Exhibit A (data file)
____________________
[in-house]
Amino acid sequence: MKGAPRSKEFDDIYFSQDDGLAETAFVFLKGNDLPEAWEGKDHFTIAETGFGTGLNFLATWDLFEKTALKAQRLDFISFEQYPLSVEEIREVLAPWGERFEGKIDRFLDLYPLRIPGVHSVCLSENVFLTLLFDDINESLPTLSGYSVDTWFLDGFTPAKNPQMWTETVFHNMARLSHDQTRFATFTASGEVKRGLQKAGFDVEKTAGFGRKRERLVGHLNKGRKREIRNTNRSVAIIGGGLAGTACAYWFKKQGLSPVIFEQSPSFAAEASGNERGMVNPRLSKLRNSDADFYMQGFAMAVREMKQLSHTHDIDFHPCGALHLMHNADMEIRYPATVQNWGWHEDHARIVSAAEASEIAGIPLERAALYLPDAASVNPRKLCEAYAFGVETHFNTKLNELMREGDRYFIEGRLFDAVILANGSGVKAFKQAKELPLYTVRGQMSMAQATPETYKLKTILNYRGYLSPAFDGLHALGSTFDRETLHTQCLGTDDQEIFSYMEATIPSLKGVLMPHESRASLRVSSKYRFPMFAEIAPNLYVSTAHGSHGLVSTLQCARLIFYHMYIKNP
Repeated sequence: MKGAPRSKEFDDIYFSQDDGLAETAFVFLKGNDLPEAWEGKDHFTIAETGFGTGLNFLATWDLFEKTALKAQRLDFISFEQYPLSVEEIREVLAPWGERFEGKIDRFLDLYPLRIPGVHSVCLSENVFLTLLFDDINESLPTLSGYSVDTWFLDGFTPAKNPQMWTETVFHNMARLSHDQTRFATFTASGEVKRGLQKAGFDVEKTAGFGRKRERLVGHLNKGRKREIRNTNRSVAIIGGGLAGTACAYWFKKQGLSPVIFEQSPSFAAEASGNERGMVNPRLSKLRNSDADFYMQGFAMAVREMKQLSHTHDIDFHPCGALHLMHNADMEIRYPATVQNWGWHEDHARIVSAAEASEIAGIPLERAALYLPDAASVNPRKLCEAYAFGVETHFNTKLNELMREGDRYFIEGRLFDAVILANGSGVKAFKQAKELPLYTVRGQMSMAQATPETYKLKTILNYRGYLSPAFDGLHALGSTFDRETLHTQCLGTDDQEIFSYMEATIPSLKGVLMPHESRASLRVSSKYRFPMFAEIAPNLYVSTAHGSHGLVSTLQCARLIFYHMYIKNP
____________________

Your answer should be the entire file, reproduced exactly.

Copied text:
[in-house]
Amino acid sequence: MKGAPRSKEFDDIYFSQDDGLAETAFVFLKGNDLPEAWEGKDHFTIAETGFGTGLNFLATWDLFEKTALKAQRLDFISFEQYPLSVEEIREVLAPWGERFEGKIDRFLDLYPLRIPGVHSVCLSENVFLTLLFDDINESLPTLSGYSVDTWFLDGFTPAKNPQMWTETVFHNMARLSHDQTRFATFTASGEVKRGLQKAGFDVEKTAGFGRKRERLVGHLNKGRKREIRNTNRSVAIIGGGLAGTACAYWFKKQGLSPVIFEQSPSFAAEASGNERGMVNPRLSKLRNSDADFYMQGFAMAVREMKQLSHTHDIDFHPCGALHLMHNADMEIRYPATVQNWGWHEDHARIVSAAEASEIAGIPLERAALYLPDAASVNPRKLCEAYAFGVETHFNTKLNELMREGDRYFIEGRLFDAVILANGSGVKAFKQAKELPLYTVRGQMSMAQATPETYKLKTILNYRGYLSPAFDGLHALGSTFDRETLHTQCLGTDDQEIFSYMEATIPSLKGVLMPHESRASLRVSSKYRFPMFAEIAPNLYVSTAHGSHGLVSTLQCARLIFYHMYIKNP
Repeated sequence: MKGAPRSKEFDDIYFSQDDGLAETAFVFLKGNDLPEAWEGKDHFTIAETGFGTGLNFLATWDLFEKTALKAQRLDFISFEQYPLSVEEIREVLAPWGERFEGKIDRFLDLYPLRIPGVHSVCLSENVFLTLLFDDINESLPTLSGYSVDTWFLDGFTPAKNPQMWTETVFHNMARLSHDQTRFATFTASGEVKRGLQKAGFDVEKTAGFGRKRERLVGHLNKGRKREIRNTNRSVAIIGGGLAGTACAYWFKKQGLSPVIFEQSPSFAAEASGNERGMVNPRLSKLRNSDADFYMQGFAMAVREMKQLSHTHDIDFHPCGALHLMHNADMEIRYPATVQNWGWHEDHARIVSAAEASEIAGIPLERAALYLPDAASVNPRKLCEAYAFGVETHFNTKLNELMREGDRYFIEGRLFDAVILANGSGVKAFKQAKELPLYTVRGQMSMAQATPETYKLKTILNYRGYLSPAFDGLHALGSTFDRETLHTQCLGTDDQEIFSYMEATIPSLKGVLMPHESRASLRVSSKYRFPMFAEIAPNLYVSTAHGSHGLVSTLQCARLIFYHMYIKNP